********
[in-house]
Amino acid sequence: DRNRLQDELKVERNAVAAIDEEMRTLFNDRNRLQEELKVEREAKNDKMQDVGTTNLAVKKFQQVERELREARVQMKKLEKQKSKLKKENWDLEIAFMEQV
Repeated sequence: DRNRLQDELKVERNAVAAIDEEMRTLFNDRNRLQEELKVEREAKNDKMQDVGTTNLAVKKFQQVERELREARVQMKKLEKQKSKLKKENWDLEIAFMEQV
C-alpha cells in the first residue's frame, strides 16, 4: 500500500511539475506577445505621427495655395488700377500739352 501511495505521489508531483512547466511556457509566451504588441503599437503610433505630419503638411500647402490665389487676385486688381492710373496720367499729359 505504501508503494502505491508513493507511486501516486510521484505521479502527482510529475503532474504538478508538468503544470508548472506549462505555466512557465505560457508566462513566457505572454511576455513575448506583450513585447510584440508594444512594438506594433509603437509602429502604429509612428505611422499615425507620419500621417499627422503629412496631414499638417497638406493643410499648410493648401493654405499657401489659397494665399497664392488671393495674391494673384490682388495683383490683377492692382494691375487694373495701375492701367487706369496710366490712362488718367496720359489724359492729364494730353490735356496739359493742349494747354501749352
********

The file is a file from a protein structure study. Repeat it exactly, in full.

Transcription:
[in-house]
Amino acid sequence: DRNRLQDELKVERNAVAAIDEEMRTLFNDRNRLQEELKVEREAKNDKMQDVGTTNLAVKKFQQVERELREARVQMKKLEKQKSKLKKENWDLEIAFMEQV
Repeated sequence: DRNRLQDELKVERNAVAAIDEEMRTLFNDRNRLQEELKVEREAKNDKMQDVGTTNLAVKKFQQVERELREARVQMKKLEKQKSKLKKENWDLEIAFMEQV
C-alpha cells in the first residue's frame, strides 16, 4: 500500500511539475506577445505621427495655395488700377500739352 501511495505521489508531483512547466511556457509566451504588441503599437503610433505630419503638411500647402490665389487676385486688381492710373496720367499729359 505504501508503494502505491508513493507511486501516486510521484505521479502527482510529475503532474504538478508538468503544470508548472506549462505555466512557465505560457508566462513566457505572454511576455513575448506583450513585447510584440508594444512594438506594433509603437509602429502604429509612428505611422499615425507620419500621417499627422503629412496631414499638417497638406493643410499648410493648401493654405499657401489659397494665399497664392488671393495674391494673384490682388495683383490683377492692382494691375487694373495701375492701367487706369496710366490712362488718367496720359489724359492729364494730353490735356496739359493742349494747354501749352